The use of surface EMG to determine the muscular activity patterns is sensitive to a number of different parameters including electrode placement [61, 62] and the interelectrode distance [63]. Furthermore, crosstalk from the surrounding musculature has a potential to impact on the EMG [64, 65]. However, this should not affect the interpretation of the findings due to the use of recommended procedures when performing surface EMG [66] as well as prior literature has shown that it is possible to differentiate the EMG signal from m. splenius and m. trapezius [67].

5. Conclusion

The primary objective of this study was to investigate whether a brief daily resistance training session would have an effect on the muscular activity pattern of the neck/shoulder muscles. In respect to our hypothesis, we reported beneficial long-term changes in both the frequency and duration of the EMG gaps alongside with alterations in the time with minimal muscular activation. In summary, the acute response to a single session of resistance training appeared to generate an unfavourable muscle activity pattern. By contrast, the longitudinal changes were beneficial in terms of longer and more frequent periods of complete muscular relaxation and reduced pain; however, these findings were more pronounced in m. splenius compared to m. trapezius. Future studies on neck/shoulder pain should consider focusing also on the splenius rather than the trapezius alone.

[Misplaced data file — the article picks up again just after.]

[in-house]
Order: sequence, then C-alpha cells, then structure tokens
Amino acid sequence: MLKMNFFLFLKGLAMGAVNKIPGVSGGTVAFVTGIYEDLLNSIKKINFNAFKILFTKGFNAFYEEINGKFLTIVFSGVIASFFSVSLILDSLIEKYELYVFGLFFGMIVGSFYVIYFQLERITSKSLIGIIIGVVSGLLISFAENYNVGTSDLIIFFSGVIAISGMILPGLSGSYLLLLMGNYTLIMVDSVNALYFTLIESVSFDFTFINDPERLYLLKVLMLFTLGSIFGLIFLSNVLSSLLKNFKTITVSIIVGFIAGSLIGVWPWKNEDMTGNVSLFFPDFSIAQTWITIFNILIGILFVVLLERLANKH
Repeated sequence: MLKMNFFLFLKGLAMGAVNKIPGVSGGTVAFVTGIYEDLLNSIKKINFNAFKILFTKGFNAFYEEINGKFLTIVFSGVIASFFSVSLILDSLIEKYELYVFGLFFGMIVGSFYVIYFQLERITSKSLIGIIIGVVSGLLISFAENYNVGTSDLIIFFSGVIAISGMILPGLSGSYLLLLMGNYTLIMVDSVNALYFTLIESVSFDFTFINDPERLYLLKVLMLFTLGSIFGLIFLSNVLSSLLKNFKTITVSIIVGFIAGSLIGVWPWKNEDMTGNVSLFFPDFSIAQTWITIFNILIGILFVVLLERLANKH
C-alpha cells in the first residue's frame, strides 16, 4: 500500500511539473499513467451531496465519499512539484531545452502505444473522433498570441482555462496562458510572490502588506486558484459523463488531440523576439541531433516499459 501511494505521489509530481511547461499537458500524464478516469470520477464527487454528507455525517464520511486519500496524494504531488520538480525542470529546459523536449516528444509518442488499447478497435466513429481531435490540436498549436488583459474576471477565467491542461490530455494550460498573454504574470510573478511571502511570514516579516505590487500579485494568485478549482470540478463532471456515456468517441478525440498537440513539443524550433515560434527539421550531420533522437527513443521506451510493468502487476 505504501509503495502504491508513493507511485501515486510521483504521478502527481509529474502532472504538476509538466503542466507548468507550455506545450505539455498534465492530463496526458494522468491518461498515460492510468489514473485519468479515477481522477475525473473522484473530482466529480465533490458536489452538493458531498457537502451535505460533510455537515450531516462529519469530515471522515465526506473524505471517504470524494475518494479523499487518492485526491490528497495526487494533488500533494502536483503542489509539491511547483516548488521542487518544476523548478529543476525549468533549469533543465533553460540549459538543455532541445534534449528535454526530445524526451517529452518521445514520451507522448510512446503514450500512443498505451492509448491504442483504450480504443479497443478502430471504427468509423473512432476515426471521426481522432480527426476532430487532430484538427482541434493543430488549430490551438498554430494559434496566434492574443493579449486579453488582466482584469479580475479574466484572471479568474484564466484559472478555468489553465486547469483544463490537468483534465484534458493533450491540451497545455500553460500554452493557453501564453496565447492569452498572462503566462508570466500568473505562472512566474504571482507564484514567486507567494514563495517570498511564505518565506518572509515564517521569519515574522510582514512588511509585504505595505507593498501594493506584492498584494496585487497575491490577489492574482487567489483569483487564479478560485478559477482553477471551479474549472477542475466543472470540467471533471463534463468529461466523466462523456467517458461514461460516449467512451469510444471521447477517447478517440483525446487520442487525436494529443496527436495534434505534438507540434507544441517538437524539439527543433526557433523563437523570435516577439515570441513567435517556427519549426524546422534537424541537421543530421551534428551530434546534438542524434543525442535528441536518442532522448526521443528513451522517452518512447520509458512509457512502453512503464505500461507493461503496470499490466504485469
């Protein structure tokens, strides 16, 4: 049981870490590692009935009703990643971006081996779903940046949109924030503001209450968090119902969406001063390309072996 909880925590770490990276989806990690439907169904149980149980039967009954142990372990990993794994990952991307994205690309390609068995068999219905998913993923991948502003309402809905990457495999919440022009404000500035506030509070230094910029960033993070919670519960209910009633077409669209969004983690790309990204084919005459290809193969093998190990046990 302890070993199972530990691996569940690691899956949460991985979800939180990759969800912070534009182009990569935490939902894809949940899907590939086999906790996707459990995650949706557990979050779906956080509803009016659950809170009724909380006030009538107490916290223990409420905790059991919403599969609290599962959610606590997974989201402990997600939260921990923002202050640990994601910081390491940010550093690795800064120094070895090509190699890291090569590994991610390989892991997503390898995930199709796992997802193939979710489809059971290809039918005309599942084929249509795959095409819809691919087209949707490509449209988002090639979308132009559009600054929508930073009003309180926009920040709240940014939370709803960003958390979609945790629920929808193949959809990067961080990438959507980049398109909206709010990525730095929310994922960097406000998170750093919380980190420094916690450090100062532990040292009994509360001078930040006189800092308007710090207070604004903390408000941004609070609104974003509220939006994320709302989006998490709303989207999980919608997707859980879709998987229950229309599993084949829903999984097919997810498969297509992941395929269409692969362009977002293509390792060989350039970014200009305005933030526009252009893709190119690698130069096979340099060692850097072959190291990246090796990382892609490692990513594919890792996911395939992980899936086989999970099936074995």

Acknowledgments

The authors thank senior researcher Jørgen Skotte for providing the Matlab script for the EMG analysis. They also thank the students from the Metropolitan University College and the Institute of Exercise and Sports Sciences, University of Copenhagen, for their practical help during the project. The author Lars L. Andersen received a grant from the Danish Rheumatism Association (Grant R68-A993) for this study. The Hygenic Corporation (Akron, OH) provided elastic tubing for this study but no monetary funding.